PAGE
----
Shabbat begins on Friday evening at sunset and ends on Saturday evening, likewise at sunset. Shabbat commemorates God’s day of rest after creating the world in six days and is greeted with a blessing over light. After the service in the synagogue, blessings follow at home over wine and bread. It is best not to spend the holiday alone, so guests are invited to come. What is allowed and forbidden on Shabbat varies greatly from person to person. The prohibition against making a fire and not turning on a light can easily be complied with by using a Shabbat timer. The smoking ban could be countered by consuming snuff. The day of rest is concluded with a distinct liturgy called the Havdalah (separation). Among other things, a box of fragrant spices that strengthens people for the coming week is passed around. Shavua tov!
Shabbat is greeted with the lighting of two Shabbat candles, a task that falls to women, who say the following blessing: “Please hear my prayer at this time through the merit of our matriarchs Sarah, Rivka, Rachel and Leah, and cause light to shine from our candle so that it shall never be extinguished.” One drinks wine or grape juice from a special cup, the kiddish cup, and recites a blessing over it. Meanwhile, two braided loaves of bread, called challot, lie on a plate and are covered with a cloth. After the blessing of the wine, a piece of the challah is broken off, sprinkled with salt, and the blessing is recited over the bread. The two braids recall the double portion of manna that fell during the Exodus from Egypt, so that one does not have to prepare anything on Shabbat. Since they are made without milk or butter, the challot also go well with salty food. It is customary after the Shabbat evening service in the synagogue to invite friends and other guests to one’s home, because nobody should be alone on the holiday.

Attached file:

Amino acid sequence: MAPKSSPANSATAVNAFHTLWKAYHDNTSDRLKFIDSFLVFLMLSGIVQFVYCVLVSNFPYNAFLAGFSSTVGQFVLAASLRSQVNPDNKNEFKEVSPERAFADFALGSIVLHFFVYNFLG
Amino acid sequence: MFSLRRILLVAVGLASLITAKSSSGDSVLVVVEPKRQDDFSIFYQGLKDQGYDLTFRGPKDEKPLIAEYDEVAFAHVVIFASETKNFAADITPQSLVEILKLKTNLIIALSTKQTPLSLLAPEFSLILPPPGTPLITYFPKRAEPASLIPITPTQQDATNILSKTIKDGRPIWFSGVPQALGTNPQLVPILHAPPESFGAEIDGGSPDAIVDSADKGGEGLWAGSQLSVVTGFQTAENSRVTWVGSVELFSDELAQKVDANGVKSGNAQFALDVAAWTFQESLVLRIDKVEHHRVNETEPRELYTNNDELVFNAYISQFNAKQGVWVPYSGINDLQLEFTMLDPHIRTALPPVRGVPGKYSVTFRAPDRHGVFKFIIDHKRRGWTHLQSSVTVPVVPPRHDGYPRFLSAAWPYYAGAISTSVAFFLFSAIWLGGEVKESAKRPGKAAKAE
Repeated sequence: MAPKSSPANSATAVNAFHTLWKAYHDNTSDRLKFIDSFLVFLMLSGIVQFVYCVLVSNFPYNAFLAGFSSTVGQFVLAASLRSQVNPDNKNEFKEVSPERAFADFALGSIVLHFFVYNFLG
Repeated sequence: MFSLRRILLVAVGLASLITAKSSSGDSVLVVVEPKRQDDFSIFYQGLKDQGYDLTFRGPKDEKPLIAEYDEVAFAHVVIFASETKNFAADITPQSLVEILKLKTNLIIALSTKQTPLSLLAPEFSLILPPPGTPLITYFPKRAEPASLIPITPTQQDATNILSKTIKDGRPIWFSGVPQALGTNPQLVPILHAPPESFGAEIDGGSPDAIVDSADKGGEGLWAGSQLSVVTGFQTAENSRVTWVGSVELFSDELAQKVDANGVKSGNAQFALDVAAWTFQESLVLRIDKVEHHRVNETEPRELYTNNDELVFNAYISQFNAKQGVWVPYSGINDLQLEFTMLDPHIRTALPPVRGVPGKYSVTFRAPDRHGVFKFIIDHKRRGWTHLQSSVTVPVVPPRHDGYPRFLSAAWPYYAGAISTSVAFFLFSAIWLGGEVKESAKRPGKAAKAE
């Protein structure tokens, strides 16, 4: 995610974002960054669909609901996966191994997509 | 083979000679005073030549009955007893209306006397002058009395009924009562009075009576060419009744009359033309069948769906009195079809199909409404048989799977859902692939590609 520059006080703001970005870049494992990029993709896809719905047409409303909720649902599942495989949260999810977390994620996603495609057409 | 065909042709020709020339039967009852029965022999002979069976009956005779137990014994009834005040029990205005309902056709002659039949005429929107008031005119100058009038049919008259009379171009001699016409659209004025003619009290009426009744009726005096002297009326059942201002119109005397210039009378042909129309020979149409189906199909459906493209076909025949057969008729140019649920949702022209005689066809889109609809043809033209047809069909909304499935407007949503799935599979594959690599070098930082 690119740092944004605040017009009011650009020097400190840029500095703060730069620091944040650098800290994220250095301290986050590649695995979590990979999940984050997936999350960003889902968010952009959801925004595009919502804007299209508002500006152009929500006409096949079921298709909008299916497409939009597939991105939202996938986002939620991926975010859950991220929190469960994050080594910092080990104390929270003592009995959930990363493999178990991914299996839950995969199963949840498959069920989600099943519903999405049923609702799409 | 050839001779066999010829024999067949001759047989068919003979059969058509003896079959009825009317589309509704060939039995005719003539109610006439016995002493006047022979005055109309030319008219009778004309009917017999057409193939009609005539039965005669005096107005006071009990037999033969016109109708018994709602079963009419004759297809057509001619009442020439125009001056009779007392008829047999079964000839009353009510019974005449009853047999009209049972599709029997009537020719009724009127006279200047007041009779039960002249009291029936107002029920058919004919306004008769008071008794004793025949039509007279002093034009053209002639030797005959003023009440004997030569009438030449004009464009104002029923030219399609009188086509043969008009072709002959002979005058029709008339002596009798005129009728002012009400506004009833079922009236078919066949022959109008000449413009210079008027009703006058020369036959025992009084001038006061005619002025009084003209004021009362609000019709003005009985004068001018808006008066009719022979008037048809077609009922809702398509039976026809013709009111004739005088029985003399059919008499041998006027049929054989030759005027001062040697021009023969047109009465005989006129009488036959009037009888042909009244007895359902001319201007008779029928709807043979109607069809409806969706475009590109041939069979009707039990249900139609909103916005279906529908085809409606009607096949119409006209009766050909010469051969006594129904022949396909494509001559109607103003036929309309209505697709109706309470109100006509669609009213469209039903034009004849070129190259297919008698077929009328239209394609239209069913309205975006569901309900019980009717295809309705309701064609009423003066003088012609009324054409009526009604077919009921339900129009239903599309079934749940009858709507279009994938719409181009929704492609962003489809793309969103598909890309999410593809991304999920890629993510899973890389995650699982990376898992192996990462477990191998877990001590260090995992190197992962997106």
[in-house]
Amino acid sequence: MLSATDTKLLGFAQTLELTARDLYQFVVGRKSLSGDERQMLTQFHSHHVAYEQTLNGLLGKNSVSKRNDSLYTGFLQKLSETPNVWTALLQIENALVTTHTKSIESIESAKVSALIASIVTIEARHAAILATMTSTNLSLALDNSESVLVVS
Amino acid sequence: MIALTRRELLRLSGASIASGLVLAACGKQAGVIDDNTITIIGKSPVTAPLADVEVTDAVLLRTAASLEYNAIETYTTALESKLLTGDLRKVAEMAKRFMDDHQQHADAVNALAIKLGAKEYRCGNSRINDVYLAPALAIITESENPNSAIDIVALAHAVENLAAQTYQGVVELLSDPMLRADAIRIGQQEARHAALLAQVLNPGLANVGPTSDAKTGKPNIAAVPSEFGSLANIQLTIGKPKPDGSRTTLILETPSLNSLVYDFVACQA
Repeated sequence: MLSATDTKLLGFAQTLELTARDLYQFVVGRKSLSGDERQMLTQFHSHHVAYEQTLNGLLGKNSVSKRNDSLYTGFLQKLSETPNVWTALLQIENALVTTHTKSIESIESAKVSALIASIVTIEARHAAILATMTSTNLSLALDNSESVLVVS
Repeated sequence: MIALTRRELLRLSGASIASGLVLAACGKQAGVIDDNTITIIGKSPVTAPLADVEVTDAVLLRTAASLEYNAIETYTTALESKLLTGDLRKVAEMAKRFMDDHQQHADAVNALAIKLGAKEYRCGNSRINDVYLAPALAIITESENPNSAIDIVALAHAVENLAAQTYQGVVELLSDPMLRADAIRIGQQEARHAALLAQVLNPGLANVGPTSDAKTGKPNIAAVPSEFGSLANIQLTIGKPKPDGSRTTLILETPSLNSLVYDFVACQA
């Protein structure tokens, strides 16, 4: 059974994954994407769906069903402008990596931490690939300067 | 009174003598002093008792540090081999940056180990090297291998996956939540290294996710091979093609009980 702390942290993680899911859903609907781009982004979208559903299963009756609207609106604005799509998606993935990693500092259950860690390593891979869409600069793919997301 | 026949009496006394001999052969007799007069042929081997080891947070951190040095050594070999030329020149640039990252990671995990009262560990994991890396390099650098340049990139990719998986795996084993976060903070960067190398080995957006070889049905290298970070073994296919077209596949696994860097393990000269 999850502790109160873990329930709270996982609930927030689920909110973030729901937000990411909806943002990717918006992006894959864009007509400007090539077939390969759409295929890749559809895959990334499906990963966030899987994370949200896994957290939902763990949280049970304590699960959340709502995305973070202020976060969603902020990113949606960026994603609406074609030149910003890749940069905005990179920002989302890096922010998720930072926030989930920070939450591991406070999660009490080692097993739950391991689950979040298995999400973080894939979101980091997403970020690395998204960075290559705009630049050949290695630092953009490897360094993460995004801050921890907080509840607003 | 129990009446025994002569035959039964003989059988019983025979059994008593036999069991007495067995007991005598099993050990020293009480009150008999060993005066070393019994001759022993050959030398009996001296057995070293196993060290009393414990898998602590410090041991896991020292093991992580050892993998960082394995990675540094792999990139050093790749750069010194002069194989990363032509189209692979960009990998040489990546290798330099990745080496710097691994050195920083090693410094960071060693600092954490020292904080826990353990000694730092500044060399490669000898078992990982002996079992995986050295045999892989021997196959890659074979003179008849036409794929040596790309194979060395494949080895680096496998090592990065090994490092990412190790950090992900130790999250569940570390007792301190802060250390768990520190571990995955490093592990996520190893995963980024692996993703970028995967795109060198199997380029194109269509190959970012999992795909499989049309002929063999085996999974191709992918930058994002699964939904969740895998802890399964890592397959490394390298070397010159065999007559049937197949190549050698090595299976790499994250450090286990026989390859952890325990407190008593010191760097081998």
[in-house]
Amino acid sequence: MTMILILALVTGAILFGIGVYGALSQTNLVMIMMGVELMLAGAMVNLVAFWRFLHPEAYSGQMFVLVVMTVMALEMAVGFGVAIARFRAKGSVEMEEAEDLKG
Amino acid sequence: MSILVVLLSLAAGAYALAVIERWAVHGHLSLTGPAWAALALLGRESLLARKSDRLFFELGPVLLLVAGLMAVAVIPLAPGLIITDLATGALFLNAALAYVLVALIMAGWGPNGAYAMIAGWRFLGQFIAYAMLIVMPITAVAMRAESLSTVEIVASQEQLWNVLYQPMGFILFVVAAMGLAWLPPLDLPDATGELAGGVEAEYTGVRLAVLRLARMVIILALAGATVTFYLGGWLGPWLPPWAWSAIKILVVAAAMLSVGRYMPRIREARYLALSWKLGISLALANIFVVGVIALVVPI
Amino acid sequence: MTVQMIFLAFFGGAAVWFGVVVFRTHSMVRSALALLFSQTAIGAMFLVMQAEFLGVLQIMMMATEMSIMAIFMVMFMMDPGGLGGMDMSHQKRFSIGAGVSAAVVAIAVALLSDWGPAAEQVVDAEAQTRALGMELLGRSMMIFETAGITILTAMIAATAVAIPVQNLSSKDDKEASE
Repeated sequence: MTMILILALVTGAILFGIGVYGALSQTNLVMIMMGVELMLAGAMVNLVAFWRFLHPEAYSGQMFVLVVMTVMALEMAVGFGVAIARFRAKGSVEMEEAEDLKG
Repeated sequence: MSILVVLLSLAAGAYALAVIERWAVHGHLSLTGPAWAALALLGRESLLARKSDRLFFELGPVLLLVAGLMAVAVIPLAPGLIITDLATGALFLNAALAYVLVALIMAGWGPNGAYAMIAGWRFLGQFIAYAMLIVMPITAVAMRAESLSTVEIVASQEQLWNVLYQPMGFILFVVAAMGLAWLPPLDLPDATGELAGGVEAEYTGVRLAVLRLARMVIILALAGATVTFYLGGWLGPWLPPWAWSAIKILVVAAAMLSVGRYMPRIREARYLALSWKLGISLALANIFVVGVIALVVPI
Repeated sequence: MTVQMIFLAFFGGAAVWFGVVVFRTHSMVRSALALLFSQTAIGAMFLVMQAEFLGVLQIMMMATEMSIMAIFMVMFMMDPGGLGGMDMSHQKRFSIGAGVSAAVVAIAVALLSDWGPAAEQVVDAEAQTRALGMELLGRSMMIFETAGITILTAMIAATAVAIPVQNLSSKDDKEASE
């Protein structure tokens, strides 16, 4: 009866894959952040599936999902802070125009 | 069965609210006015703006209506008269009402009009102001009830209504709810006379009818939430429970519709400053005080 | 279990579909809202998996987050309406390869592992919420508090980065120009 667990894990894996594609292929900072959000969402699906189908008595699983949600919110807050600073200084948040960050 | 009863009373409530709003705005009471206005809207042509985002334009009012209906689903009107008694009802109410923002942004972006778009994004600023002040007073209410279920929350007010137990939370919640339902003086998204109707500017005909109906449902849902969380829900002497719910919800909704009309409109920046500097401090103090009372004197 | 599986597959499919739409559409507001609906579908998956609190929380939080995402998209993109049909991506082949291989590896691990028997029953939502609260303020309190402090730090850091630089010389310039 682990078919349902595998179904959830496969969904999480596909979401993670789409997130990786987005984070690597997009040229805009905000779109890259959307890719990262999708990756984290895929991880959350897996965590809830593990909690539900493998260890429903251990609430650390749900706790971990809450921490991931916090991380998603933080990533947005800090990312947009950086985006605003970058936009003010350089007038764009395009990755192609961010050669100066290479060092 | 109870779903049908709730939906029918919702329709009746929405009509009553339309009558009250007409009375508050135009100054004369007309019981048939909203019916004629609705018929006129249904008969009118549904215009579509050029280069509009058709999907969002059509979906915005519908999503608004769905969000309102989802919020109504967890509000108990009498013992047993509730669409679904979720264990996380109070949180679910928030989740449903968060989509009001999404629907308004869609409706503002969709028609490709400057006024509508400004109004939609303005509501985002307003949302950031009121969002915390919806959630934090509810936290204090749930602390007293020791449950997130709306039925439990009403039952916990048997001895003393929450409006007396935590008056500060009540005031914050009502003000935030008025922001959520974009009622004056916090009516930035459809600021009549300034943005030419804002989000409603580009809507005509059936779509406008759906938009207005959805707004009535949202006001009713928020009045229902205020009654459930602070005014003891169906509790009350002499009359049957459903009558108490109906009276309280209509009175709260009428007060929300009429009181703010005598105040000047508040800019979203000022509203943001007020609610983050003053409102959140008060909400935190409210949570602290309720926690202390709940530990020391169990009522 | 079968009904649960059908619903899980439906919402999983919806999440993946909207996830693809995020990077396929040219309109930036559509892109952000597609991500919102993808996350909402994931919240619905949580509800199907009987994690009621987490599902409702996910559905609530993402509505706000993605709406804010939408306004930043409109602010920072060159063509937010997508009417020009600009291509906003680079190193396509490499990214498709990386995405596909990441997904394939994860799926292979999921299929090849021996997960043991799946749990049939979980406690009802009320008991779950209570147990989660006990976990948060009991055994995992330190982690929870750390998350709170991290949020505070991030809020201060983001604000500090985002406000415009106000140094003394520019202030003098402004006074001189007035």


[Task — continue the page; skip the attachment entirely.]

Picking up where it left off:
Each family decides what is allowed and forbidden on Shabbat according to their degree of observance. Orthodox Jewish women and men do not carry out 39 activities that relate to the work required to erect the tabernacle that Jewish women and men took along with them during their wandering in the desert. These are very basic commandments that one shouldn’t kindle a fire or carry anything from one place to another. The ban on working ultimately leaves time for family, friends and spiritual matters. The Havdalah, Hebrew for separation, is a ceremony marking the end of the holiday on Saturday evening, which again follows its own liturgy. Besamim, Hebrew for flavors or spices, offer a little “relief” when saying goodbye to the day of rest. Often one uses cloves, which are kept in special box. The pleasant smell reinforces the memory of the day of rest and provides strength for the new week.
In the permanent exhibition of the Jewish Museum in Palais Eskeles you can see many different objects used during Shabbat in the Atrium (ground floor) and in the Visual Storage (3rd floor). In the auditorium (2nd floor) you can enter “The Shabbat Room,” a permanent installation by the Israeli artist Maya Zack.
In the meantime, we wish you Shavua tov, a good week!